Most beer contains gluten because of its traditional barley and wheat grains—a no-go for grain-free Paleo followers. And while innovative brewers are gluten-stripping some beers, they still use grains and tricky proteins that can inflame digestive health.

Beyond gluten, beer’s high carb and calorie counts can easily mess up your waistline goals. At over 150 calories per bottle, those brews add up fast! Plus, alcohol can increase your appetite and stop your body from burning fat. So, if you’re watching your weight, beer’s a risky bet.

Red Wine Gets the Green Light

While no alcohol passes strict Paleo protocol, dry red wine earns an exception by many in the category of “less bad.” It has antioxidants and fewer carbs than other alcoholic drinks. So, having a glass of red wine now and then might fit well in a Paleo lifestyle.

Among vinos, drier red varietals like Pinot Noir, Cabernet, and Merlot win favor over sweet sippers packing more sugar. Red wine also has beneficial plant compounds like resveratrol that support health and longevity when consumed moderately.

Try organic and sulfite-free red wines whenever possible, as these align most closely with Paleo’s principles. More natural production methods result in less processing and purer products.

And while red wine technically remains excluded from true Paleo parameters, its redeeming qualities land it on the “approved in moderation” list for many Paleo devotees.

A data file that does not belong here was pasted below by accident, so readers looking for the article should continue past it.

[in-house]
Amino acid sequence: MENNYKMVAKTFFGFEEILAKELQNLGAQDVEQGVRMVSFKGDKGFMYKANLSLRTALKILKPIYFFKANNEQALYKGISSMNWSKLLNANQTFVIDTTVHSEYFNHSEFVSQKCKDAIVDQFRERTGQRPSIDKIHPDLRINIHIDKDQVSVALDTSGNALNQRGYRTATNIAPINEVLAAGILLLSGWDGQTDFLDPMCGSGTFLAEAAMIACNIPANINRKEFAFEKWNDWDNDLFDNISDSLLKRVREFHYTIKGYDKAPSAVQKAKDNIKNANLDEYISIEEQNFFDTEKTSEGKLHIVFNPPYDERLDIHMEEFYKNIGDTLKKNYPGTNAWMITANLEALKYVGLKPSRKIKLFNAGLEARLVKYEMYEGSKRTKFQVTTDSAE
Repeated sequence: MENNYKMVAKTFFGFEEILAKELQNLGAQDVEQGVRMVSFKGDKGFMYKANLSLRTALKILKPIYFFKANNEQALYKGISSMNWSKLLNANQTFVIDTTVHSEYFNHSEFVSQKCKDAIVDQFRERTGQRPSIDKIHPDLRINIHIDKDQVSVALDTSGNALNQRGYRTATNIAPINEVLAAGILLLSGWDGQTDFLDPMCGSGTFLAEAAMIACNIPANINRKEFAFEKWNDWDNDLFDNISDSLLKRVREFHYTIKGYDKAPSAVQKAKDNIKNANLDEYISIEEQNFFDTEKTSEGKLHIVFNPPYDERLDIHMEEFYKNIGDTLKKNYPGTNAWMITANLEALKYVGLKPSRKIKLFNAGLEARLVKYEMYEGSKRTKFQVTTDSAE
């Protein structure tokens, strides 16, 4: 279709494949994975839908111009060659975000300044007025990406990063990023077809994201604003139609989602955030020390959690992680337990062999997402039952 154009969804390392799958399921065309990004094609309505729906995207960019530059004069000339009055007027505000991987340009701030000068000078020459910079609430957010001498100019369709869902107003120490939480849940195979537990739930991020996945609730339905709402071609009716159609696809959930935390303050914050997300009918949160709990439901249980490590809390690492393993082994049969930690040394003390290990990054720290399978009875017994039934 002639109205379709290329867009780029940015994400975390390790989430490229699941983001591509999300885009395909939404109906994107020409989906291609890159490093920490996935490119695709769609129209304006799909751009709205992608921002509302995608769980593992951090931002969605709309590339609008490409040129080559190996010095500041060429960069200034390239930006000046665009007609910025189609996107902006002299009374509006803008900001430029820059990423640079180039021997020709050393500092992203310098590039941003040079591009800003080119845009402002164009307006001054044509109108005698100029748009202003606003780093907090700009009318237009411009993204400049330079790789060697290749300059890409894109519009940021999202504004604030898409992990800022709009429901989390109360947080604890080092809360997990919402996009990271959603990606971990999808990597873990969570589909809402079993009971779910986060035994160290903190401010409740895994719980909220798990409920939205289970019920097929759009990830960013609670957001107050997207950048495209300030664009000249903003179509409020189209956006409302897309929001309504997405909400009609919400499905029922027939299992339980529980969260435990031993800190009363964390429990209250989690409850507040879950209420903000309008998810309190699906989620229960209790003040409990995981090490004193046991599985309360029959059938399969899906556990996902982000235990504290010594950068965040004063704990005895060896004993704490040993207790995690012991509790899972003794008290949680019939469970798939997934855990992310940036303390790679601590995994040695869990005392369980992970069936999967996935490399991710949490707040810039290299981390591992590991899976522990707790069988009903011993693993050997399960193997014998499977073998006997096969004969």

Why Red Wine Edges Out Beer

Wine enthusiasts rejoice! When it comes to better-for-you happy hour choices, red wine is better than beer in a few ways. With fewer calories and carbs, plus health-boosting compounds, dry wines, especially red, are the ones you might want to go for.

A standard 5 oz pour of red wine is around 125 calories, undercutting beer’s typical 150+ per 12 oz bottle. Red wine also wins on carbs. And bonus: it contains antioxidants like resveratrol and flavonoids that beer simply can’t claim.

Multiple studies give red wine the edge for supporting cardiovascular health compared to other booze options.

Beyond heart benefits, red wine’s lower acidity makes it less likely to erode tooth enamel over time than tooth-staining white wine or beer.

The Complete Paleo Guide to Alcohol

Top Paleo Wine Picks